Supreme Court Strikes Down Gender-Based Citizenship Rules The Supreme Court has ruled that treating a claim of citizenship differently based on whether the mother or the father of the claimant was a U.S. citizen violates the Constitution. The court directed Congress to change current law so as to make it gender neutral.


Supreme Court Strikes Down Gender-Based Citizenship Rules

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The Supreme Court today struck down a federal law that treated unwed fathers and mothers unequally when it comes to the citizenship status of their children born outside of the United States. Under current law, a child born abroad to an unwed American mother automatically becomes a U.S. citizen if the mother previously lived in the U.S. for at least one year. In contrast, the child of an unwed father can't become an American citizen unless the father lived in the U.S. continuously for five years. Today the Supreme Court ruled that this difference violates the Constitution. NPR legal affairs correspondent Nina Totenberg reports.

NINA TOTENBERG, BYLINE: The decision marked a major victory for Justice Ruth Bader Ginsburg, who for 20 years has battled unsuccessfully for equal treatment of men and women seeking to pass their citizenship onto their children. Today she wrote the court's opinion declaring that the different gender lines drawn by Congress violate the Constitution's guarantee to equal protection of the law.

The decision marked the fourth time in two decades that the Supreme Court has grappled with some version of this issue. Once, the court, by a 5-4 vote, upheld the differential treatment, and twice it failed to reach a majority ruling. Today, however, the vote was 6-2, requiring equal treatment of mothers, fathers and their children. And joining in the opinion were not just the court's liberals but Chief Justice John Roberts and Justice Anthony Kennedy.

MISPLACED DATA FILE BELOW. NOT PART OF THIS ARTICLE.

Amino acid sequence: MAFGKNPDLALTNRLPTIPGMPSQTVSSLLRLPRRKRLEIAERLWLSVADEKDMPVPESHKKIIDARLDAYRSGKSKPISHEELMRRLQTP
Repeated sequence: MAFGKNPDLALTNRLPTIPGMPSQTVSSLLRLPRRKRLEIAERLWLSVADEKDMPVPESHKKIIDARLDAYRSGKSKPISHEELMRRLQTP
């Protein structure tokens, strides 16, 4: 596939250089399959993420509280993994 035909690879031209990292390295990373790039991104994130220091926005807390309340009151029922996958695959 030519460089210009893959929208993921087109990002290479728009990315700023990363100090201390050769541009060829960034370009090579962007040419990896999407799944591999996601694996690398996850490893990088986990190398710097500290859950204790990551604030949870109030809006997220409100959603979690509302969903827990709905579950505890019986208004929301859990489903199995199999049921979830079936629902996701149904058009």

The case was brought by Luis Ramon Morales-Santana, born in the Dominican Republic to unwed parents, a mother from the Dominican Republic and a U.S. citizen father working on a construction project there who fell 20 days short of the time required for him to convey automatically U.S. citizenship to his son. The father took responsibility for the son from the time of his birth, and the parents eventually married and put the father's name on the birth certificate. Eventually, the son came to the U.S. with his family as a permanent resident. But in 2000, after he was convicted of several felonies, the government sought to deport him. Morales-Santana then challenged the citizenship law as unconstitutional sex discrimination, and today the Supreme Court agreed.

Justice Ginsburg wrote the current law is based on what she called stunning stereotypes, among them that most men care little about their children born out of wedlock. Ginsburg turned next to what she called the vexing problem of what to do now. The rule in a typical case would be to extend the favorable treatment of one sex - in this case women - to men. But here, Ginsburg observed, the favorable treatment for the mother was the exception to the general rule in the statute, and the court, she said, is not free to make the exception into the general rule. Instead, she said, it's up to Congress to set the same rule for everyone. In the meantime, she said, the law would have to be equalized by making unwed mothers abide by the tougher citizenship rules that in the past have applied to unwed fathers.

University of Chicago law professor Mary Anne Case.

MARY ANNE CASE: This is an omelet they made by breaking some eggs.

TOTENBERG: What she means is that until or unless Congress fixes the law, it will be significantly harder for the children of unwed mothers born abroad to become U.S. citizens. Still, the court for the first time has applied the concept of gender equality to the nation's citizenship laws. And the opinion for the court written by Justice Ginsburg relies to a large extent on cases that she briefed and argued as an advocate early in her career and other gender discrimination decisions she's written as a justice. Nina Totenberg, NPR News, Washington.

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